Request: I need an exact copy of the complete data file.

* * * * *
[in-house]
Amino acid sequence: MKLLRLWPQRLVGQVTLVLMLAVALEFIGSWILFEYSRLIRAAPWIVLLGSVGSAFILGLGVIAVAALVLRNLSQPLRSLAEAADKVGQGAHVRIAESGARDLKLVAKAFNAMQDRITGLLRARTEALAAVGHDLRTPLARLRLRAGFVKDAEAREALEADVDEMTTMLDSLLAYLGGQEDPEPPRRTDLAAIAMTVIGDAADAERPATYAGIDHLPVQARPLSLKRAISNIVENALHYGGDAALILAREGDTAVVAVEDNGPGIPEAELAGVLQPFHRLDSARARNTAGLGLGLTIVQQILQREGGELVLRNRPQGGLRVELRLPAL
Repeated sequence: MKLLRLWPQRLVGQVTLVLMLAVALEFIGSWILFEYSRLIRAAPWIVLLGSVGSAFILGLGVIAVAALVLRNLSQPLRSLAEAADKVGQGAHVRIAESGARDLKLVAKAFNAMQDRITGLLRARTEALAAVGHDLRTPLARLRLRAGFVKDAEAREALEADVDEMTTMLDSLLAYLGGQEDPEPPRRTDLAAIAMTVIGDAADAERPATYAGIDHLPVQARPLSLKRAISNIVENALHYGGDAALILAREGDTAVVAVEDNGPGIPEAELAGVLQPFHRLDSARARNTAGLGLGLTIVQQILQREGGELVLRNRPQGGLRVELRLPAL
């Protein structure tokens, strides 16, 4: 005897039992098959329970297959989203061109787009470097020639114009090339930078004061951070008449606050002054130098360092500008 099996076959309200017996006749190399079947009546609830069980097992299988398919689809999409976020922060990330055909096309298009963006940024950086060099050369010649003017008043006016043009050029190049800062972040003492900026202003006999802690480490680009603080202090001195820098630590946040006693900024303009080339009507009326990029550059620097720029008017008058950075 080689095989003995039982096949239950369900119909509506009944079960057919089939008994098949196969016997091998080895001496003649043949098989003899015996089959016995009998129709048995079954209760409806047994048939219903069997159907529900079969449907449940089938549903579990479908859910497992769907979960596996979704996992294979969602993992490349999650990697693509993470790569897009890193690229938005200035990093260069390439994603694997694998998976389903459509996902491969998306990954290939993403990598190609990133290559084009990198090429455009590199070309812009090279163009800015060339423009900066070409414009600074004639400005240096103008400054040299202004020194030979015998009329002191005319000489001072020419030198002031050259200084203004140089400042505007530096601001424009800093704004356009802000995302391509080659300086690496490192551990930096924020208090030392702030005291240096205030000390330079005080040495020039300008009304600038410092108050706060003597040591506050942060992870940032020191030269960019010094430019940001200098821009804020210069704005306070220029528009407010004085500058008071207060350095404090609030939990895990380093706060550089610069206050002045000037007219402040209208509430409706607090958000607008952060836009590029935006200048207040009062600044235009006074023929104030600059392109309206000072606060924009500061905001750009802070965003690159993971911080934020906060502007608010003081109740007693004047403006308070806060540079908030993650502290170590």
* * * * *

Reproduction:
[in-house]
Amino acid sequence: MKLLRLWPQRLVGQVTLVLMLAVALEFIGSWILFEYSRLIRAAPWIVLLGSVGSAFILGLGVIAVAALVLRNLSQPLRSLAEAADKVGQGAHVRIAESGARDLKLVAKAFNAMQDRITGLLRARTEALAAVGHDLRTPLARLRLRAGFVKDAEAREALEADVDEMTTMLDSLLAYLGGQEDPEPPRRTDLAAIAMTVIGDAADAERPATYAGIDHLPVQARPLSLKRAISNIVENALHYGGDAALILAREGDTAVVAVEDNGPGIPEAELAGVLQPFHRLDSARARNTAGLGLGLTIVQQILQREGGELVLRNRPQGGLRVELRLPAL
Repeated sequence: MKLLRLWPQRLVGQVTLVLMLAVALEFIGSWILFEYSRLIRAAPWIVLLGSVGSAFILGLGVIAVAALVLRNLSQPLRSLAEAADKVGQGAHVRIAESGARDLKLVAKAFNAMQDRITGLLRARTEALAAVGHDLRTPLARLRLRAGFVKDAEAREALEADVDEMTTMLDSLLAYLGGQEDPEPPRRTDLAAIAMTVIGDAADAERPATYAGIDHLPVQARPLSLKRAISNIVENALHYGGDAALILAREGDTAVVAVEDNGPGIPEAELAGVLQPFHRLDSARARNTAGLGLGLTIVQQILQREGGELVLRNRPQGGLRVELRLPAL
């Protein structure tokens, strides 16, 4: 005897039992098959329970297959989203061109787009470097020639114009090339930078004061951070008449606050002054130098360092500008 099996076959309200017996006749190399079947009546609830069980097992299988398919689809999409976020922060990330055909096309298009963006940024950086060099050369010649003017008043006016043009050029190049800062972040003492900026202003006999802690480490680009603080202090001195820098630590946040006693900024303009080339009507009326990029550059620097720029008017008058950075 080689095989003995039982096949239950369900119909509506009944079960057919089939008994098949196969016997091998080895001496003649043949098989003899015996089959016995009998129709048995079954209760409806047994048939219903069997159907529900079969449907449940089938549903579990479908859910497992769907979960596996979704996992294979969602993992490349999650990697693509993470790569897009890193690229938005200035990093260069390439994603694997694998998976389903459509996902491969998306990954290939993403990598190609990133290559084009990198090429455009590199070309812009090279163009800015060339423009900066070409414009600074004639400005240096103008400054040299202004020194030979015998009329002191005319000489001072020419030198002031050259200084203004140089400042505007530096601001424009800093704004356009802000995302391509080659300086690496490192551990930096924020208090030392702030005291240096205030000390330079005080040495020039300008009304600038410092108050706060003597040591506050942060992870940032020191030269960019010094430019940001200098821009804020210069704005306070220029528009407010004085500058008071207060350095404090609030939990895990380093706060550089610069206050002045000037007219402040209208509430409706607090958000607008952060836009590029935006200048207040009062600044235009006074023929104030600059392109309206000072606060924009500061905001750009802070965003690159993971911080934020906060502007608010003081109740007693004047403006308070806060540079908030993650502290170590």